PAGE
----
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diabetes

Picture of Erika  Beras

Tek Nepal's meals used to consist of lots of starches. But since a Type 2 diabetes diagnosis last year, they have changed.

Picture of Ryan White

For the 47 million Americans dependent on the Supplemental Nutrition Assistance Program (SNAP), the bad news keeps on coming. Cuts in November might be followed by billions more as Congress considers legislation.

Picture of Martha Rosenberg

The American Heart Association (AHA) and the American College of Cardiology (ACC) recently released new cardiovascular disease prevention guidelines. They are an egregious example of much that is wrong with medicine today.

Picture of Amy DePaul

My series for Voice of OC on immigrants' health decline as they live in the U.S began with a study that got my attention. It showed that life expectancy rates in the Orange County were higher for Latinos than whites. I was surprised for a couple reasons.

Picture of Sandra Hausman

The U.S. locks up more individuals per capita than any other country in the world. We have 2.2 million people behind bars – up 500% from 30 years ago. This situation raises important questions for policy makers, and it’s a rich area for journalistic exploration.

Picture of Sandra Hausman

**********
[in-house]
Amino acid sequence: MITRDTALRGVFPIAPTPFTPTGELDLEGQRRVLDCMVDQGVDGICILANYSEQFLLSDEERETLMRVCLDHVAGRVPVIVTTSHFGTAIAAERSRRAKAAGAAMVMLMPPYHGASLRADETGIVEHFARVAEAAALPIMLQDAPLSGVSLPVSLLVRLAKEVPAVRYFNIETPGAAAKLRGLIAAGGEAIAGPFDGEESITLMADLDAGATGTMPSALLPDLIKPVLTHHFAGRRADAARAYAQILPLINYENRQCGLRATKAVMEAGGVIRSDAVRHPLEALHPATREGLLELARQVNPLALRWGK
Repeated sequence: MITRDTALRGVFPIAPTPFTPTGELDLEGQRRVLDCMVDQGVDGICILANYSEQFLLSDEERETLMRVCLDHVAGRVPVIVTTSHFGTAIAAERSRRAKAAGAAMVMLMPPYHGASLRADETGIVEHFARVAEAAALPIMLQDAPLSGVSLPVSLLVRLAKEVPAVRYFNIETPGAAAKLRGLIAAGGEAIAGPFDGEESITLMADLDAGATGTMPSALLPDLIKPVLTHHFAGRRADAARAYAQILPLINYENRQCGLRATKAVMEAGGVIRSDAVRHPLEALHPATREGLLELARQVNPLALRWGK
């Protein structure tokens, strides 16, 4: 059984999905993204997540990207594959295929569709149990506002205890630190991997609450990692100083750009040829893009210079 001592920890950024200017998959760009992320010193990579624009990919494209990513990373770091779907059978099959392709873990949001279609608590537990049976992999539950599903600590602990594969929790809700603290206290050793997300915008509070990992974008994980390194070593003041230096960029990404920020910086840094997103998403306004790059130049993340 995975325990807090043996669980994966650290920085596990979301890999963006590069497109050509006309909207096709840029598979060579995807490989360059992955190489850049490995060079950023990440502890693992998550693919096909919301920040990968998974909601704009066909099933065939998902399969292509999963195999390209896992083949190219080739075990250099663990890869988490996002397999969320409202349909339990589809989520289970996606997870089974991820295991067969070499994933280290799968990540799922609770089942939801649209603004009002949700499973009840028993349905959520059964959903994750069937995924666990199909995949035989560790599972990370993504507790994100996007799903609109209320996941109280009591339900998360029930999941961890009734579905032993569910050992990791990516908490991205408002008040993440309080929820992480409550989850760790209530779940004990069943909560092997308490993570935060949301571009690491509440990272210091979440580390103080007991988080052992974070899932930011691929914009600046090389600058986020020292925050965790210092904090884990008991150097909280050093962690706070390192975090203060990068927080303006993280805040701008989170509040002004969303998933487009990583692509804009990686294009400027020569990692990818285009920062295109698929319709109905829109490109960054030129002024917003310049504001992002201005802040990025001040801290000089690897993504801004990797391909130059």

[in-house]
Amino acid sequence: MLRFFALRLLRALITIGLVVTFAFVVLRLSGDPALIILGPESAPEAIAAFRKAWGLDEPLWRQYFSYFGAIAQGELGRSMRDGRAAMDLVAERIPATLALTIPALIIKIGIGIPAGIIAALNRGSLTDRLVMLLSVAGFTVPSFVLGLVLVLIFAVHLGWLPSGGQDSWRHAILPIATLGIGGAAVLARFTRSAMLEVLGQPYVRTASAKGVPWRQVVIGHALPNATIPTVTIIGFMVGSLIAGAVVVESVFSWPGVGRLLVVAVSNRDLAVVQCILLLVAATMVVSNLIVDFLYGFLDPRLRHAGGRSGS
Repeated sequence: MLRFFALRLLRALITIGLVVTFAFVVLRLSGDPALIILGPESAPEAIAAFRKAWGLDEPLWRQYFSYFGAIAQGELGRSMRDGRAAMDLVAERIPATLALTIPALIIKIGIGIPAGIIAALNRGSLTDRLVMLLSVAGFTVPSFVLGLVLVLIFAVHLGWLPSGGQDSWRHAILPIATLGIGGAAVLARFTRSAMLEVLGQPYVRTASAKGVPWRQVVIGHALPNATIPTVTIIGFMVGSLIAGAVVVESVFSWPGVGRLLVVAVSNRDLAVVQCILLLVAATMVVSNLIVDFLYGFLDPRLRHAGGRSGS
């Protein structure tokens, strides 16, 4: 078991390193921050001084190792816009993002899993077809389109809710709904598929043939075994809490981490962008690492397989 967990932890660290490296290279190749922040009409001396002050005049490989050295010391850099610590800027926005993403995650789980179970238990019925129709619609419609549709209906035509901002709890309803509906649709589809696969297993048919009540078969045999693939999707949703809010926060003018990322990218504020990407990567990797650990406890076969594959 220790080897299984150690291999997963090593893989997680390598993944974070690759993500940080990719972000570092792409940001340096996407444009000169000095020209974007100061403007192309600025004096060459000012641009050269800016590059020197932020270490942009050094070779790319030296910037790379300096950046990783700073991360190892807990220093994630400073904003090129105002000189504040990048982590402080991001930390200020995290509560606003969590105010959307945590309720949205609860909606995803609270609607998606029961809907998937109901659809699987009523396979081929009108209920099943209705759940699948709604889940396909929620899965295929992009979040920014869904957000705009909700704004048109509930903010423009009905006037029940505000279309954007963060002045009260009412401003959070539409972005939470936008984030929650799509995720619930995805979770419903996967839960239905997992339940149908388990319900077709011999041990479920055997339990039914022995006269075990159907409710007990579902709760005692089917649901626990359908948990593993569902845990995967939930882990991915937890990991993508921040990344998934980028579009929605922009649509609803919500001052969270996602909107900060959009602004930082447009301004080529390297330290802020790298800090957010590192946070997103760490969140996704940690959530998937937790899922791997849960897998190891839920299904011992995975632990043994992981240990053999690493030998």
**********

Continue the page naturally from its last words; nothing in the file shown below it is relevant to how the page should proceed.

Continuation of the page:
Virginia houses approximately 30,000 inmates annually in state prisons, making the Department of Corrections the most expensive agency in Richmond, with a billion dollar annual budget. It spends $160 million on healthcare, but critics say that care is inadequate.

Picture of Amy DePaul

Low-income Mexican immigrants might be healthier than the overall U.S. population on some measures, but that health advantage fades as immigrants adjust to life in the U.S. That in turn can have worrying consequences when it comes to Latina birth outcomes.

Picture of Ward Alper

Many people choose to eat a low carbohydrate diet. For most diabetics it becomes a necessary lifestyle change.

Picture of Giana  Magnoli

Getting coverage for the uninsured is a big part of the federal health-care reform, which goes into effect Jan. 1. Those just getting insured could require a huge amount of care and referrals, which stands to overburden providers until the system stabilizes.

Picture of CALLIE  SHANAFELT

Navigating the health-care system is difficult for many patients, but perhaps the most challenging for those who are undocumented and only speak Spanish.

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